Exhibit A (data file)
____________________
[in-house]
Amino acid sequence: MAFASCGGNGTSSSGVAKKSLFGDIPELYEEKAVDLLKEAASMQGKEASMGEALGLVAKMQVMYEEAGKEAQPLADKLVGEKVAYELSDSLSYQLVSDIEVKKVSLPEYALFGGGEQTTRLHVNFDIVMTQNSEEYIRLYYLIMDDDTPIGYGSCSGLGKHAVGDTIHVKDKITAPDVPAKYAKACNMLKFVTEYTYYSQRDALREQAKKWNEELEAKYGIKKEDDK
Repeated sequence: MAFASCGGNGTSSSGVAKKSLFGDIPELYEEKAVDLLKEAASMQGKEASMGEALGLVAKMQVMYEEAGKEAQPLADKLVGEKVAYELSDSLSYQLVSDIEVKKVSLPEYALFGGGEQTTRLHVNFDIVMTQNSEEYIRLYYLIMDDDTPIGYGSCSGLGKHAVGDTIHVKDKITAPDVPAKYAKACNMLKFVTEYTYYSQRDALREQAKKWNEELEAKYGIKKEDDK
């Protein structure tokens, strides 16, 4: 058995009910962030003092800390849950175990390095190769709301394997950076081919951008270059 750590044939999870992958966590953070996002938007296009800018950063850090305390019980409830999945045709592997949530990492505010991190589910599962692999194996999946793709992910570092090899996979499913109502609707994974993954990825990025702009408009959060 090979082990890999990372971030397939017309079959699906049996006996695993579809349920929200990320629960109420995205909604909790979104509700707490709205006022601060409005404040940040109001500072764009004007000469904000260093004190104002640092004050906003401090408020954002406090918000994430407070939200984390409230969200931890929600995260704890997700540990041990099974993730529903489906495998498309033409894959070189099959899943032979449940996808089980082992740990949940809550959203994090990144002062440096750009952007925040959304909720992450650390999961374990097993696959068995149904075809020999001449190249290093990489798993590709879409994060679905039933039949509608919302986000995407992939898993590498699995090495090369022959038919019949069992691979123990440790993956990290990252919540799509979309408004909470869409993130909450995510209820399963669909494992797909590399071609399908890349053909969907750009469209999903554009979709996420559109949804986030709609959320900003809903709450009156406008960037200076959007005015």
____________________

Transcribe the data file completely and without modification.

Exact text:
[in-house]
Amino acid sequence: MAFASCGGNGTSSSGVAKKSLFGDIPELYEEKAVDLLKEAASMQGKEASMGEALGLVAKMQVMYEEAGKEAQPLADKLVGEKVAYELSDSLSYQLVSDIEVKKVSLPEYALFGGGEQTTRLHVNFDIVMTQNSEEYIRLYYLIMDDDTPIGYGSCSGLGKHAVGDTIHVKDKITAPDVPAKYAKACNMLKFVTEYTYYSQRDALREQAKKWNEELEAKYGIKKEDDK
Repeated sequence: MAFASCGGNGTSSSGVAKKSLFGDIPELYEEKAVDLLKEAASMQGKEASMGEALGLVAKMQVMYEEAGKEAQPLADKLVGEKVAYELSDSLSYQLVSDIEVKKVSLPEYALFGGGEQTTRLHVNFDIVMTQNSEEYIRLYYLIMDDDTPIGYGSCSGLGKHAVGDTIHVKDKITAPDVPAKYAKACNMLKFVTEYTYYSQRDALREQAKKWNEELEAKYGIKKEDDK
């Protein structure tokens, strides 16, 4: 058995009910962030003092800390849950175990390095190769709301394997950076081919951008270059 750590044939999870992958966590953070996002938007296009800018950063850090305390019980409830999945045709592997949530990492505010991190589910599962692999194996999946793709992910570092090899996979499913109502609707994974993954990825990025702009408009959060 090979082990890999990372971030397939017309079959699906049996006996695993579809349920929200990320629960109420995205909604909790979104509700707490709205006022601060409005404040940040109001500072764009004007000469904000260093004190104002640092004050906003401090408020954002406090918000994430407070939200984390409230969200931890929600995260704890997700540990041990099974993730529903489906495998498309033409894959070189099959899943032979449940996808089980082992740990949940809550959203994090990144002062440096750009952007925040959304909720992450650390999961374990097993696959068995149904075809020999001449190249290093990489798993590709879409994060679905039933039949509608919302986000995407992939898993590498699995090495090369022959038919019949069992691979123990440790993956990290990252919540799509979309408004909470869409993130909450995510209820399963669909494992797909590399071609399908890349053909969907750009469209999903554009979709996420559109949804986030709609959320900003809903709450009156406008960037200076959007005015």